- The Washington Times - Thursday, February 15, 2007

RICHMOND — Legislation to prohibit motorists under age 18 from using cell phones while driving was unanimously approved by a House of Delegates committee yesterday.

Sen. Jay O’Brien’s bill faces a tougher test on the House floor, where a similar bill died by a narrow margin earlier in the session. This is the third consecutive year the Fairfax County Republican has proposed the cell phone ban.

“Smoking and drinking are not good for young folks, so we ban it,” said Delegate Dave W. Marsden, Fairfax County Democrat. “This isn’t a good bill, it’s a great bill.”

Mr. O’Brien said cell phones are a dangerous distraction for novice drivers. He told the Transportation Committee it is appropriate to prohibit the use of any wireless telecommunications device by drivers until they have “miles and miles of experience.”

Martha Meade, spokeswoman for AAA Mid-Atlantic, said a survey showed that distracted driving has eclipsed aggressive and drunken driving as the No. 1 safety concern of the auto club’s 1.2 million members.

Despite the unanimous vote, some delegates voiced concerns.

Delegate William H. Fralin Jr., Roanoke Republican, suggested the measure could hurt teenage pizza delivery drivers, furniture movers and rural fire department volunteers. Mr. O’Brien said he opposed amending the bill to add a work exemption because of the potentially dire consequences of phone use while driving.

“The risk of a screw-up could be their death — and it happens,” Mr. O’Brien said.

Delegate John J. Welch III, Virginia Beach Republican, proposed an amendment to also prohibit teen drivers from eating, drinking, smoking, reading, writing, personal grooming and interacting with a pet. He said a sweeping attack on distractions is appropriate “if we’re going to go down this path and don’t want parents to make decisions and you want to do it for them.”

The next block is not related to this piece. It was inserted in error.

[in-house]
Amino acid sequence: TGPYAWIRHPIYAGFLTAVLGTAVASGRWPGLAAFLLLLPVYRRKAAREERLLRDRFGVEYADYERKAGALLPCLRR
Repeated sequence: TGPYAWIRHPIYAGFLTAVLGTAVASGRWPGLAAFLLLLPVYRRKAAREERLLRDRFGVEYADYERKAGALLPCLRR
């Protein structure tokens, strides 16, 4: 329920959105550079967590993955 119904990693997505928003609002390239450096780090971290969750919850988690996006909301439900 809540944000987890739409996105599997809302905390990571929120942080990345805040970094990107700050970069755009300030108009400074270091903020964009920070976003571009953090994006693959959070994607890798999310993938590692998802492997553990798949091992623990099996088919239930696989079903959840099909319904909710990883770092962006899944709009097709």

The committee rejected the amendment after Mr. O’Brien argued that “it trivializes my bill.”

His biggest worry now, Mr. O’Brien said, is that the House might amend the bill to carve out an exception for hands-free devices. He said that would essentially gut the bill because even hands-free devices are distracting.

Two years ago, Mr. O’Brien withdrew his bill after such an amendment was added in the House. Last year’s legislation died in subcommittee.

Traffic safety advocates support the legislation, citing statistics from the Department of Motor Vehicles and the Virginia Commonwealth University Transportation Safety Center showing 300 crashes involving 16- and 17-year-old drivers on cell phones in 2004 and 2005.

Thirteen states and the District already bar cell phone use by teen drivers, Mr. O’Brien said.

• Illegal aliens

A Senate committee yesterday killed a bill that would have prohibited Virginia’s colleges and universities from granting in-state tuition to illegal aliens.

Delegate John S. Reid’s bill mirrors an attorney general opinion issued last summer that states that if Virginia allows illegal aliens to pay in-state tuition, it must do so for every U.S. citizen.

Supporters argued that granting in-state tuition provides an incentive to those who break the law. They also argue that even if illegal aliens received in-state tuition and got a degree, most companies wouldn’t hire them because they are in the country unlawfully.

A motion to kill the bill passed on an 8-7 vote.

A Senate bill sponsored by Sen. Emmett W. Hanger Jr., Augusta Republican, would have allowed in-state tuition for illegal aliens who meet certain criteria, including graduating from a Virginia high school, promising to seek legal status and having at least one parent who has paid state taxes.

The House Education Committee stripped that language out of Mr. Hanger’s bill on Wednesday to make it conform to Mr. Reid’s. The full House is expected to pass it, but Mr. Reid said he knew the Senate would not agree to the changes, sending the issue into negotiations.